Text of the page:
The short answer is yes, if the rules are followed, it is technically legal for personal size sailboats, 16ft (4.9m) or under, to be out in a thunderstorm in Nantucket Sound. The Sunfish, which is 13.9ft, (4.23m), falls into that category. However, it's not smart, and is highly discouraged!
Massachusetts State Boating Laws break watercraft down into two classifications; those with motors and those without.
For use in public waterways, registration is only required for watercraft which have a motor, even if the motor is not the primary means of propulsion. Watercraft without motors do not need to be registered with the State. The Sunfish was designed without a motor, and I believe that's still true. Therefore registration is not necessary, and would not have been the cause of your dad's trouble.
Federal Safety Regulations:
All boats, of all sizes, registered or not, must comply with Federal Regulations for safety. Federal laws are classified by boat size. The smallest category is 16ft (4.9m) or smaller. As I said above, the Sunfish is 13.9 ft, (4.23m) so it falls into that category.
Among other things, boats in this category are required to carry:
- Life Jackets (PFDs):
One Type I, II, III, IV, or Hybrid Type V for each person. Hybrid Type V must be worn at all times to meet Coast Guard regulations.
- At least one oar or paddle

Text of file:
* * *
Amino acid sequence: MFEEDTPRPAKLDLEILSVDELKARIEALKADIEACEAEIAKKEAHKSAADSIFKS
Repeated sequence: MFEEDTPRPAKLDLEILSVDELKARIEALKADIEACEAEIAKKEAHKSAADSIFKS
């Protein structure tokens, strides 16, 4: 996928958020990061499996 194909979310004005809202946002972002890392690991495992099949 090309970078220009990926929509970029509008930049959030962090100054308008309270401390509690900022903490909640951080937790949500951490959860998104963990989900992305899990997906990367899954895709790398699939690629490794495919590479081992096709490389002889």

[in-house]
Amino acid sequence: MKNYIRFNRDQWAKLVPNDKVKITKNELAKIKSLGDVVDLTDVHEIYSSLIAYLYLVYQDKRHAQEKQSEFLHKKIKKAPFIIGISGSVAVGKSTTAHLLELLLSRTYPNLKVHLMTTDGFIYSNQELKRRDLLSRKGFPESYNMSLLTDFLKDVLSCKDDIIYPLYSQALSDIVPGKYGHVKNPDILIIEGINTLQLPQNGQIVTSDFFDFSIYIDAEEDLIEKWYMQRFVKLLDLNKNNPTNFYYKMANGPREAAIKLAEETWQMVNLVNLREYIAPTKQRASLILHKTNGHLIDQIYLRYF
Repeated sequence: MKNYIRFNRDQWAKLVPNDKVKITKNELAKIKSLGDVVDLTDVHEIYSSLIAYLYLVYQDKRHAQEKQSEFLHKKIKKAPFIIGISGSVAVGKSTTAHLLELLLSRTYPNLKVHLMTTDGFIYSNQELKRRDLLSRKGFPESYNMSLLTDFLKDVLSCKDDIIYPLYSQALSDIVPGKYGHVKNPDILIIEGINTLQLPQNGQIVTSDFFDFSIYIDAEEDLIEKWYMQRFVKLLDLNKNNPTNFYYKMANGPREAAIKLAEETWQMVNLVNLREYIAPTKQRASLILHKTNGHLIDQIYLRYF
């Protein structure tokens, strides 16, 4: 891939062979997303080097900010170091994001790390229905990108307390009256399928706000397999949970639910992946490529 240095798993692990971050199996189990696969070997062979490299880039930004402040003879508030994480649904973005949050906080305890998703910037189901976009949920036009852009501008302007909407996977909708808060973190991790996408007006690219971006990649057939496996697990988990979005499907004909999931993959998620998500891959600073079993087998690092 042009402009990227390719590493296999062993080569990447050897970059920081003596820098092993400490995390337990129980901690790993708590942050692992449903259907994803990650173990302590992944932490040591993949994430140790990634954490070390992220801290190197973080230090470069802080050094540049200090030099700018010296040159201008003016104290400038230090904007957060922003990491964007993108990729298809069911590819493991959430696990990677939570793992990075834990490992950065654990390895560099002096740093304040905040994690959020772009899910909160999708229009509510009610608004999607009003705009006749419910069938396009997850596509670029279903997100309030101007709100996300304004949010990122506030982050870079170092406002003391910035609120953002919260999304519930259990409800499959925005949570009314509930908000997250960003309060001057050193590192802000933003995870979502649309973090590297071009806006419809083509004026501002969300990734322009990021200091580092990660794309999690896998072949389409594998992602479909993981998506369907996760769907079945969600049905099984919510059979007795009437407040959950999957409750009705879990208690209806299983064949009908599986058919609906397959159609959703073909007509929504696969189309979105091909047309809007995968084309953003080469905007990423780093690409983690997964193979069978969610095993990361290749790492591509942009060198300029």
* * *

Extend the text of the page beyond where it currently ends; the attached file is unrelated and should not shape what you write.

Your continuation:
- Whistle, Bell or Horn:
Any device capable of making an "efficient sound signal." This regulation is applicable for boats up to 65.6 ft. (20 meters). Larger boats have stricter sound requirements.
The Massachusetts Marine Trades Association Massachusetts Boat Safety Tips website clearly lays out the rules for all varieties of boat. All boaters would benefit greatly from reading that site and its related links. They have a list of potentially life-saving safety tips, two of which may have been especially pertinent in the case of your father's incident.
Be weather wise. Sudden wind shifts, fog, lightning flashes and choppy water all can mean a storm is brewing. Bring a portable radio to regularly check weather reports.
Tell someone where you're going, who is with you, and how long you'll be away.
If your dad complied with legal rules but not safety rules, that would have been enough to get him in trouble. Putting other boats and boaters at risk of injury just to have the adventure of sailing in a storm is a bad idea. Your suspicion that he might have been considered reckless makes sense.
Also, it's disrespectful to use precious agency resources when they have more important problems to attend to during a weather event. Impounding the boat and punishing the sailor would have been appropriate.
The waters surrounding Nantucket are governed by a complex combination of Federal and State jurisdiction, mostly for environmental protection reasons. A few different agencies monitor watercraft behavior.
I've had some trouble locating enforcement measures for small sail boats in current times. Some sites say that agencies are frustrated when it comes to enforcement, mostly because revocation of license is the first line of defense, and small sail boats don't need to be licensed. Some infractions are just overlooked, unless they're very dangerous, or committed by repeat offenders. Even with the rules in place, impounding doesn't seem to be used as it was so many years ago.
Nantucket's population has had tremendous growth in the last 50 years. The island was much less populated at the time of the incident you described, so local enforcement was probably more personally involved. The fine itself was probably for the infraction, the cost for the boat to be towed to and stored in the impound area, or both.